Author: William Ruben Helms

I'm a music blogger, critic and photographer, who has had articles and photos published in Premier Guitar Magazine, Brooklyn Magazine, The New York Press, New York Magazine's Vulture Blog, Ins&Outs Magazine, The Noise Beneath the Apple, Glide Magazine, The Whiskey Dregs Magazine and others.

Makaya McCraven is a Paris-born Chicago-based jazz drummer, beatmaker and producer, who has released a run of critically applauded, genre-defying and re-defining albums that includes 2017’s Highly Rare, 2018’s Where We Come From (Chicago x London Mixtape) and 2018’s Universal Beings through Chicago-based International Anthem Records. Highly Rare caught the attention of XL Recordings‘ Richard Russell, who recruited the acclaimed Chicago-based drummer, beatmaker and producer to re-imagine Gil Scott-Heron’s I’m New Here.  

Released earlier this year, McCraven’s We’re New Again places the original I’m New Here sessions in a new context. using samples collected from McCraven’s improvised live sessions with new wave Chicago jazz musicians and vintage samples taken from the acclaimed Paris-born, Chicago-based drummer, beatmaker and producer’s parents’ recordings.  It’s meant to reconnect Scott-Heron with his birthplace and hometown, as well as a lineage of jazz and blues that perfectly compliments the Chicago-born legendary artist’s imitable voice.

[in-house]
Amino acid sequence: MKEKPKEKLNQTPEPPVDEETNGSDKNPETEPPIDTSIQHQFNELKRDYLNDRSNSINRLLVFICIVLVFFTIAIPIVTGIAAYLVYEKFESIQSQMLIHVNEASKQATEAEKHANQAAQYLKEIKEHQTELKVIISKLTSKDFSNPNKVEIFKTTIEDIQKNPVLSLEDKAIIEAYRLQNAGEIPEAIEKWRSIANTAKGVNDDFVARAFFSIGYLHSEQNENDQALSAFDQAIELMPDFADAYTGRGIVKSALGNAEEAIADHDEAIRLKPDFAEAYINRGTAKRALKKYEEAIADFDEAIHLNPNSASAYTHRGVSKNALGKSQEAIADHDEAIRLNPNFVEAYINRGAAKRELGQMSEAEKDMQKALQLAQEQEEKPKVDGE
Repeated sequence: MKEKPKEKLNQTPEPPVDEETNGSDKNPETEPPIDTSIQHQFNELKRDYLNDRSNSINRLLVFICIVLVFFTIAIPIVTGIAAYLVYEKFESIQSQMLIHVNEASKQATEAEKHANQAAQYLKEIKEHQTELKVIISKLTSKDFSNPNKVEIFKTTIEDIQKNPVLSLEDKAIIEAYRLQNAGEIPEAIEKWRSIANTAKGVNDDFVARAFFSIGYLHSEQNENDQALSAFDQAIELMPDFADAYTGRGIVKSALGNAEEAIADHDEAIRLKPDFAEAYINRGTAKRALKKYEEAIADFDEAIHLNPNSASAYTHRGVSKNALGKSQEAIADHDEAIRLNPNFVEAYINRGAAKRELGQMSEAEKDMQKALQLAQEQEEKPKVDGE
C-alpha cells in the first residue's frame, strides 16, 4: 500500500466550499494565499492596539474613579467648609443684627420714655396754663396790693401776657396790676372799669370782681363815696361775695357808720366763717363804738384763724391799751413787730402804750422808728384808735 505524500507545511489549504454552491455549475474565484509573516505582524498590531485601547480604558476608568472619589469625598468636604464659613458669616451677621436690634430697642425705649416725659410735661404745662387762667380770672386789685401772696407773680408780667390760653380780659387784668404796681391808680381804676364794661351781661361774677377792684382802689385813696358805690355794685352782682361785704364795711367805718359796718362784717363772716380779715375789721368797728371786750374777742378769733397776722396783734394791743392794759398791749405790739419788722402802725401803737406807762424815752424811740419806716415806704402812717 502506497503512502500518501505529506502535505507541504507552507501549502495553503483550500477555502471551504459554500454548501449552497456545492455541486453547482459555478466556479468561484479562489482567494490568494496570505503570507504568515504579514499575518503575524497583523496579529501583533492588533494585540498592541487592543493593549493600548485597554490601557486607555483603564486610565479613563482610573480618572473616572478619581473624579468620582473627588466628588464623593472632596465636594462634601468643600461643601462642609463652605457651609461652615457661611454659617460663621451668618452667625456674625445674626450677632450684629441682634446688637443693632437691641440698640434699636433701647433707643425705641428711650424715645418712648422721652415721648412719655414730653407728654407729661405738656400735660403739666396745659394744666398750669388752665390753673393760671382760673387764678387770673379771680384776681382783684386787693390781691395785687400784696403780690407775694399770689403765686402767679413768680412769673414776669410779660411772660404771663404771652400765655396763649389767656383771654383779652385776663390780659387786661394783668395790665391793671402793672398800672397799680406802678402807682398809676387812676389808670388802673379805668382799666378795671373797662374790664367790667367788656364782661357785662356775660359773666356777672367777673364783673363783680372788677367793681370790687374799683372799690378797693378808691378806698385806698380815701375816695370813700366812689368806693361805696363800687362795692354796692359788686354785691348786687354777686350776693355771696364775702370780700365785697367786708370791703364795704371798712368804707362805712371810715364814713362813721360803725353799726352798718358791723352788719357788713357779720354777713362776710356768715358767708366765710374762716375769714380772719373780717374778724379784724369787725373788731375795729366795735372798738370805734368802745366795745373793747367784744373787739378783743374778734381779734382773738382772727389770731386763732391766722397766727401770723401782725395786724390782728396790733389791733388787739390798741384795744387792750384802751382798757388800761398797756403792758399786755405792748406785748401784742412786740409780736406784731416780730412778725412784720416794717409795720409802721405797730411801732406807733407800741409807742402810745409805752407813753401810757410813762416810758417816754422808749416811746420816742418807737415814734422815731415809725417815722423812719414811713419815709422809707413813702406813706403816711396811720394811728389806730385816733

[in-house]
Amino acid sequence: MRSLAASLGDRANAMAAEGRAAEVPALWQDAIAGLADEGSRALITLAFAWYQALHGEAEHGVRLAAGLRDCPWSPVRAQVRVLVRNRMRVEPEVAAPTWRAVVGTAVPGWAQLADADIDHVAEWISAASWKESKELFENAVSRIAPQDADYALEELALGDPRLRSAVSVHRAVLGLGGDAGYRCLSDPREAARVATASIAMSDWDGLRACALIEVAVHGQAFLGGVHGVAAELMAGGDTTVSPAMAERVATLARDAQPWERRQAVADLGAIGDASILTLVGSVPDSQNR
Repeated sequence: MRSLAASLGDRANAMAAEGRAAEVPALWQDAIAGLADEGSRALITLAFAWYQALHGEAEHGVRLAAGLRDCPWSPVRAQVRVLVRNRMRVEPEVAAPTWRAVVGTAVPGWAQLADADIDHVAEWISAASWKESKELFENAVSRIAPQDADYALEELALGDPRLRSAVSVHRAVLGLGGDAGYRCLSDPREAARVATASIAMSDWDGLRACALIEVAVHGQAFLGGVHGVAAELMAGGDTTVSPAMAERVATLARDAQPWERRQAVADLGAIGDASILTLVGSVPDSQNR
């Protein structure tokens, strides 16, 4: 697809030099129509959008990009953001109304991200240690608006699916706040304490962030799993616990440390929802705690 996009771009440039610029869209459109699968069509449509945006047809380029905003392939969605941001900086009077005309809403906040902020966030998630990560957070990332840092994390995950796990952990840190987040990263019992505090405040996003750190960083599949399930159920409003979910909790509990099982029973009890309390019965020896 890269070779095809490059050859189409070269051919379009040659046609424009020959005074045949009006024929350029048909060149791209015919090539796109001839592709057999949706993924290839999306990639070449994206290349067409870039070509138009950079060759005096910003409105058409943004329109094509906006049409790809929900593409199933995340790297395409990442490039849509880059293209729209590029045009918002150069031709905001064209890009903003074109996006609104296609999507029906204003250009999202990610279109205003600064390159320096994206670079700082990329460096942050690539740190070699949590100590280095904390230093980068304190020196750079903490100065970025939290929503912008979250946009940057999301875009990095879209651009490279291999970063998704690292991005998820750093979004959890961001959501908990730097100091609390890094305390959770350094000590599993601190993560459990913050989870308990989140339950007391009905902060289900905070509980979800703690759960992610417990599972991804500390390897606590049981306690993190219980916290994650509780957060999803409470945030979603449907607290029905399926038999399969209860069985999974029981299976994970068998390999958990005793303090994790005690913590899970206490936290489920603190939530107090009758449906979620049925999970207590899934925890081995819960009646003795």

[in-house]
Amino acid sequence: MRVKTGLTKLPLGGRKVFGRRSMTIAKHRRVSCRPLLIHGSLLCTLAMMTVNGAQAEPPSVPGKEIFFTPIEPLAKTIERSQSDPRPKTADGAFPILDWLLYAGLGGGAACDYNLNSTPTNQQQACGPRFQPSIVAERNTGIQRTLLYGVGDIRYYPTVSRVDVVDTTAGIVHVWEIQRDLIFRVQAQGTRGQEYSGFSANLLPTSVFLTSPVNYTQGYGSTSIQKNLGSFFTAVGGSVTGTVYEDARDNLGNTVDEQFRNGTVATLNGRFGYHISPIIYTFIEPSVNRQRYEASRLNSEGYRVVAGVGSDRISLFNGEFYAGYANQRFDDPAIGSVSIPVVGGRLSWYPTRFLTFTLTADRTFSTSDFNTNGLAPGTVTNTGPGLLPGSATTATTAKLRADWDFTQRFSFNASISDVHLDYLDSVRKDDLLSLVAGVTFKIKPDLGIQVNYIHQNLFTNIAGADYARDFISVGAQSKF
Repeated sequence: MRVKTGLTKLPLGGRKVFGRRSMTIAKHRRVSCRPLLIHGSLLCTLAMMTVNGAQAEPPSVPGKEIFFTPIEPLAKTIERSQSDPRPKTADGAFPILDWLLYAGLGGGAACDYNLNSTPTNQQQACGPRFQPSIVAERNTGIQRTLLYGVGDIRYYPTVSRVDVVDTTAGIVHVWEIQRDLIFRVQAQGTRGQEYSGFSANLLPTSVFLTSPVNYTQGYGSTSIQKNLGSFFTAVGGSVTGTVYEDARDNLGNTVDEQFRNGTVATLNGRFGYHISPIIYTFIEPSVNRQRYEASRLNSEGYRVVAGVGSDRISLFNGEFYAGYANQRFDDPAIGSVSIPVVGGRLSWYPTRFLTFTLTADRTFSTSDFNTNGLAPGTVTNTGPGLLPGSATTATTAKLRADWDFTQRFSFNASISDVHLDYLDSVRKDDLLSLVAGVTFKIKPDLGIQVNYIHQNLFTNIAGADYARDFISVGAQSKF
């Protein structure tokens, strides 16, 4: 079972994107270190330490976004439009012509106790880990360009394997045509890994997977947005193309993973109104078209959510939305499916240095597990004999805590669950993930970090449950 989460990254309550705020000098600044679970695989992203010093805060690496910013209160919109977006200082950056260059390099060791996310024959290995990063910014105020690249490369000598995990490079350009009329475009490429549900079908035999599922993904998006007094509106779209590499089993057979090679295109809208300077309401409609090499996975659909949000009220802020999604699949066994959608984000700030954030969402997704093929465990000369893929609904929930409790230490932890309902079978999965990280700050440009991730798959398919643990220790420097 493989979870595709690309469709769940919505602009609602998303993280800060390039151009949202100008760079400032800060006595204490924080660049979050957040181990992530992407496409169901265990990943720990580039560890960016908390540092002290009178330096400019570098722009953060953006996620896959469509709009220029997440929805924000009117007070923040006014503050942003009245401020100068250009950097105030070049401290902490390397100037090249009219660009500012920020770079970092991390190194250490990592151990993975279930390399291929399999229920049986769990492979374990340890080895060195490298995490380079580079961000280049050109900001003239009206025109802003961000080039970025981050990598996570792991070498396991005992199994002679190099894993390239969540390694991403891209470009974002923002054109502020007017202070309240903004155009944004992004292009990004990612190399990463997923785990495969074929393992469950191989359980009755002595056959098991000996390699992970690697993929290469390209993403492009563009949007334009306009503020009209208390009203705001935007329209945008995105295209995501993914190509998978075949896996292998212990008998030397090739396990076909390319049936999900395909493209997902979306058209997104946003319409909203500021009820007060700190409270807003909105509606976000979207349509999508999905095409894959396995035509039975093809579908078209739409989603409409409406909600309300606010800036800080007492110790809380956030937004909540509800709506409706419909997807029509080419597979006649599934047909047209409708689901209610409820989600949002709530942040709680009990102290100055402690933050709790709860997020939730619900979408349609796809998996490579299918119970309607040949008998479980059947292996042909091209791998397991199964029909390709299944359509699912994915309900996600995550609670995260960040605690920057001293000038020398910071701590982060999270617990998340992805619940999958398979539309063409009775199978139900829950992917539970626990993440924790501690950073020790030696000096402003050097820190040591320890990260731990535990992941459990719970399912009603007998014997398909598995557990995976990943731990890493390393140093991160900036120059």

Slated for a July 31, 2020 release through his longtime label home. Universal Beings E&F Sides serves as an addendum to the critically applauded 2018 effort of the same name — but while featuring fourteen new organ beat music compositions that were cut from the original sessions and prepared and produced by McCraven as a soundtrack to a documentary on the recording of the original album. (The physical album will see a September 25, 2020 release.)

The Mark Pallman-directed Universal Beings documentary follows McCraven as he travelled to California, Chicago, London and NYC in a behind-the-scenes look at the creation and recording of his breakthrough album, taking the viewer through the story of his life, his process and the community of musicians that brought the album’s material to life.